Optimality Theory in Syntax
Optimality Theory (OT) is a recent development in theoretical linguistics. OT deviates from more traditional linguistic frameworks in that it assumes grammatical constraints to be (a) universal, (b) violable, and (c) ranked. Assumption (a) means that constraints are maximally general, i.e., they contain no exceptions or disjunctions, and there is no parametrization across languages. Highly general constraints will inevitably conflict, therefore assumption (b) allows constraints to be violated, even in a grammatical structure, while assumption (c) stipulates that some constraint violations are more relevant than others. In this setting, a structure is grammatical if it is optimal in the sense of violating the least highly ranked constraints compared with other possible candidate structures. Which candidate is optimal depends on how the constraints in the grammar are ranked, thus crosslinguistic variation can be accounted for via variation in the constraint ranks. Optimality Theory is widely used in phonology, based on Prince and Smolensky's (1993) seminal work. In syntax, the OT paradigm is less popular, but there have been interesting attempts to combine OT with LFG. The OT literature also includes important computational contributions (especially as regards OT models of language acquisition).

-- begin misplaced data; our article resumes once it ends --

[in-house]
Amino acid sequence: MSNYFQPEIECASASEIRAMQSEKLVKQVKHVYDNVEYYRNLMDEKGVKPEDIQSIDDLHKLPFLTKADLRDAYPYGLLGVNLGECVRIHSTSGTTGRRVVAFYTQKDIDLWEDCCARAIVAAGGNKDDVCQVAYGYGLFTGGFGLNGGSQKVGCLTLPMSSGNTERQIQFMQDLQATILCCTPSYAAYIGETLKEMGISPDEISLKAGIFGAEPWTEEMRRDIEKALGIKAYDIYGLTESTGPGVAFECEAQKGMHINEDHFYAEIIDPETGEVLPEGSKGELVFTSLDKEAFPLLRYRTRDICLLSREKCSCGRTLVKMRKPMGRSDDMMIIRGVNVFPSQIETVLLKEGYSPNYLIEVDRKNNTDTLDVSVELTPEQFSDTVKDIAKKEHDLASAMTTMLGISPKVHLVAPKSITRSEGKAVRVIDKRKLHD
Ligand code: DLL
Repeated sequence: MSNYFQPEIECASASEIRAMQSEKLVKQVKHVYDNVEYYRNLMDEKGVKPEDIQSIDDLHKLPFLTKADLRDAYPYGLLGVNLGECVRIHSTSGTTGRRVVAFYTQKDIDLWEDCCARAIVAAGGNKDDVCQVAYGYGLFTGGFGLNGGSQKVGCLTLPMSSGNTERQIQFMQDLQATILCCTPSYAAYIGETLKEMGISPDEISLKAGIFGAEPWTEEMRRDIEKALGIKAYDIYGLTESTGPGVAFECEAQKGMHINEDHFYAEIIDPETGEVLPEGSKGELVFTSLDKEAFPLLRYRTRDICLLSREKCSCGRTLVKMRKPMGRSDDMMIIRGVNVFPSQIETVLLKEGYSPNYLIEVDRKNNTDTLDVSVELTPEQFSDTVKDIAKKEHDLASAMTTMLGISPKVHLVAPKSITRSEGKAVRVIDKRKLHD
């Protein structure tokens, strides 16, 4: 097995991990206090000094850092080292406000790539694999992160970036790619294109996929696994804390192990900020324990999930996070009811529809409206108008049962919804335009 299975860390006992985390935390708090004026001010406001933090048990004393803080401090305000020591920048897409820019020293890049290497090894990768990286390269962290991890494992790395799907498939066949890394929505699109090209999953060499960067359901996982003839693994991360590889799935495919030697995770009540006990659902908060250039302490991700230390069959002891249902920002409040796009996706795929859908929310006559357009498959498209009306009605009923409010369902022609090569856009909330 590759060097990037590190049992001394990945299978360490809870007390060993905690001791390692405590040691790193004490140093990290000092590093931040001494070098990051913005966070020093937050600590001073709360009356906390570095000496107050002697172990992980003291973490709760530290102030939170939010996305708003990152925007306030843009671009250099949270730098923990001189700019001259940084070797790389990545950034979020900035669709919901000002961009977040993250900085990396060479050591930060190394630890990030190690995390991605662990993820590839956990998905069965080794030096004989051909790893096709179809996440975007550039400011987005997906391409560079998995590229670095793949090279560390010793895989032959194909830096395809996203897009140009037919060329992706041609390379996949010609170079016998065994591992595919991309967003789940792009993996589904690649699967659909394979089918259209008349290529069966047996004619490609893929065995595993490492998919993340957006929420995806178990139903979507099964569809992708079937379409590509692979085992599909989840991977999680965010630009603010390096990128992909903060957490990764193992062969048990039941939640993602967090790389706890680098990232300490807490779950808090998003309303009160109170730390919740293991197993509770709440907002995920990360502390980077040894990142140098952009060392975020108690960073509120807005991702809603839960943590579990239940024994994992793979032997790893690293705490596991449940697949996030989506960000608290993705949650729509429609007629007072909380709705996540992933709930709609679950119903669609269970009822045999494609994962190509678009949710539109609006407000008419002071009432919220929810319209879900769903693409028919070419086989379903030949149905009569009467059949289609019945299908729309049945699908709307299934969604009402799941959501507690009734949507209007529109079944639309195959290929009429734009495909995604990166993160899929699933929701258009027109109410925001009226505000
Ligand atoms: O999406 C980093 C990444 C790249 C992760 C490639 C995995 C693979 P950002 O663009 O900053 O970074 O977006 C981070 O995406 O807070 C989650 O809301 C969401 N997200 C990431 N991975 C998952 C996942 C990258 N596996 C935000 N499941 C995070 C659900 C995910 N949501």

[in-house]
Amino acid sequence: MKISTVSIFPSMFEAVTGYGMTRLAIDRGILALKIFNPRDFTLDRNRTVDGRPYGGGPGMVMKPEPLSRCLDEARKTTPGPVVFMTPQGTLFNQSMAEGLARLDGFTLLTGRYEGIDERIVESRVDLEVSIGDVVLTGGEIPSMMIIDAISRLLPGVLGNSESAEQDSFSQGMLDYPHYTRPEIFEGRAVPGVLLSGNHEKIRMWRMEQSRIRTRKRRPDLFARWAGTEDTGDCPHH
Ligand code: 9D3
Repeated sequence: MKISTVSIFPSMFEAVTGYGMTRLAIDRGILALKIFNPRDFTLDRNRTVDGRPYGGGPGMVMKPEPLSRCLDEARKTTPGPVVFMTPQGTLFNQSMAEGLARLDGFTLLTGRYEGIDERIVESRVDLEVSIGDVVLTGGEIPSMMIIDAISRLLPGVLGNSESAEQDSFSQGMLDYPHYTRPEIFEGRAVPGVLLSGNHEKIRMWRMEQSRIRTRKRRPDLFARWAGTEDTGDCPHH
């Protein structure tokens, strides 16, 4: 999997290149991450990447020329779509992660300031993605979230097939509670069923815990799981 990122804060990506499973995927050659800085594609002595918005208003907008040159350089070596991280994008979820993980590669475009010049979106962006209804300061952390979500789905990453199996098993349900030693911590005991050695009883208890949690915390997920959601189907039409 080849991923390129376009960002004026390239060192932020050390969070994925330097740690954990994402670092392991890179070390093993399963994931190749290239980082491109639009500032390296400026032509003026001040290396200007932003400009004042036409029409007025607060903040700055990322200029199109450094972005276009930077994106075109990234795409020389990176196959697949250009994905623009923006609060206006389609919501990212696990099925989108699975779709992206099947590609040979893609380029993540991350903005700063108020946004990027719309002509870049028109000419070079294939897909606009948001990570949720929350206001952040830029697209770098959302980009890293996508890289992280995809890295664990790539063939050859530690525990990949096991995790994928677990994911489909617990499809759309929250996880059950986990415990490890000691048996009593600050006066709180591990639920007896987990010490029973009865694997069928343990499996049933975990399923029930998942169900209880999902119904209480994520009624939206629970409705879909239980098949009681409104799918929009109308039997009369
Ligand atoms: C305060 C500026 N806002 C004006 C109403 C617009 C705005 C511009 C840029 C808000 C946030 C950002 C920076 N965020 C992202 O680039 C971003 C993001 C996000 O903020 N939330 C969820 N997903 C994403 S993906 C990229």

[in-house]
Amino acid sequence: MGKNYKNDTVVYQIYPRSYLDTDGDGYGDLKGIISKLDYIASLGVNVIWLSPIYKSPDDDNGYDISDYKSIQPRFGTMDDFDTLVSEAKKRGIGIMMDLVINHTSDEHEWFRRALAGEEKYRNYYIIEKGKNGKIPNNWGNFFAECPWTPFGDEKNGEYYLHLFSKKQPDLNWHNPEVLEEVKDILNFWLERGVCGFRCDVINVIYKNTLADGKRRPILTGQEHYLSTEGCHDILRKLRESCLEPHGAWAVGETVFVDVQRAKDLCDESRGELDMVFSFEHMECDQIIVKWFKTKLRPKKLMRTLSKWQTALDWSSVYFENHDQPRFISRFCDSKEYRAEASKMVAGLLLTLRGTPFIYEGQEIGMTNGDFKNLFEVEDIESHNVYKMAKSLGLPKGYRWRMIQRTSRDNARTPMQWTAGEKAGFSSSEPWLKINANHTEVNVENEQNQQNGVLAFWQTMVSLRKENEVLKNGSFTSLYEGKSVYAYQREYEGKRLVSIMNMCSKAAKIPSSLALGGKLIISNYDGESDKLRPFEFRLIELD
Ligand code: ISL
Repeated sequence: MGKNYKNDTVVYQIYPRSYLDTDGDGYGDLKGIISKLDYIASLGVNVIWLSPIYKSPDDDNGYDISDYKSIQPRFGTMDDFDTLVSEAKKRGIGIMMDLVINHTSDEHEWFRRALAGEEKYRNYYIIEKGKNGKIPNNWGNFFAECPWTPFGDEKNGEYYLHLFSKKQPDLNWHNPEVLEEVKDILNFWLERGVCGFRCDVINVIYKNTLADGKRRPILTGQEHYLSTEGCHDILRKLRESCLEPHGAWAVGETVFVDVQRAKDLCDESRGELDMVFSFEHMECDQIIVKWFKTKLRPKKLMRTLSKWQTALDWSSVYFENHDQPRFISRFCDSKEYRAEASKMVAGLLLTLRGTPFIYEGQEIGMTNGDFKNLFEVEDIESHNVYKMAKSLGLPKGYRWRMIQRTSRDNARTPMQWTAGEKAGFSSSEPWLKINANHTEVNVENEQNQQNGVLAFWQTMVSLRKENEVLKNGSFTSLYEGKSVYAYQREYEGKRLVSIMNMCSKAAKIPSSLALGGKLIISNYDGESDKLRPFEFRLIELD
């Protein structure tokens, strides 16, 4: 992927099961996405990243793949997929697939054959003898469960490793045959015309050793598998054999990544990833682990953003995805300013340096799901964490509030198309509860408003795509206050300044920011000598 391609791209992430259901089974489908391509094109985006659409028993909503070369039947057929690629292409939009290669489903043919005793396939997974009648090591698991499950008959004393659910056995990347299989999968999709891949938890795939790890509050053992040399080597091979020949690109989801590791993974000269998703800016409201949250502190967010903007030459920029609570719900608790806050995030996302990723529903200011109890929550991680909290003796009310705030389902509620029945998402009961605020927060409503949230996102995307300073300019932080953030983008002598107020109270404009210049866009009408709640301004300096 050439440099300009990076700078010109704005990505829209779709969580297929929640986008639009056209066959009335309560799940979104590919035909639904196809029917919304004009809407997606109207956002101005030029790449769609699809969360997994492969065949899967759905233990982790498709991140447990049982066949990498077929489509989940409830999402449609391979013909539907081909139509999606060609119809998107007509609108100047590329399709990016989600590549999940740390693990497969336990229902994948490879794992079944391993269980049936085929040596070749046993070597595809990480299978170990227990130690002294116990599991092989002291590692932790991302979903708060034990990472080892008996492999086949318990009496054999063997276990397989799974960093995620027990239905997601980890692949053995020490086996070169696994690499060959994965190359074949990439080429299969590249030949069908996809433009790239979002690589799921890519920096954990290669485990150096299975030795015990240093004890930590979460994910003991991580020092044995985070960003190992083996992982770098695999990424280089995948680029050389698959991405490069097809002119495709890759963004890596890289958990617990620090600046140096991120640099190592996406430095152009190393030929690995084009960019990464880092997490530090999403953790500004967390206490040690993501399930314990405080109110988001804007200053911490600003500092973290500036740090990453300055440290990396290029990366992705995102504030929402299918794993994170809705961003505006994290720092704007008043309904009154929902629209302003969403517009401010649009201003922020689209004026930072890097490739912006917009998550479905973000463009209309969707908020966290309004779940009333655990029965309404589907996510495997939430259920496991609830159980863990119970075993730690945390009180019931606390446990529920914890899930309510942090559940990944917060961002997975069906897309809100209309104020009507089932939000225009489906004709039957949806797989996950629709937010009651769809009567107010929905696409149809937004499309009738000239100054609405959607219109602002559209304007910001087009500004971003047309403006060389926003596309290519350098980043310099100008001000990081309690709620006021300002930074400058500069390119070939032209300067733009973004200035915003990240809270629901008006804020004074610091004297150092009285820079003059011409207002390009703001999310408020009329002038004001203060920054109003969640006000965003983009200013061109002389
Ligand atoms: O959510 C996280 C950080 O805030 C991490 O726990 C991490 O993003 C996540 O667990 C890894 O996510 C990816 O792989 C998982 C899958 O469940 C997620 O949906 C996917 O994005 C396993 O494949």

OT in Syntax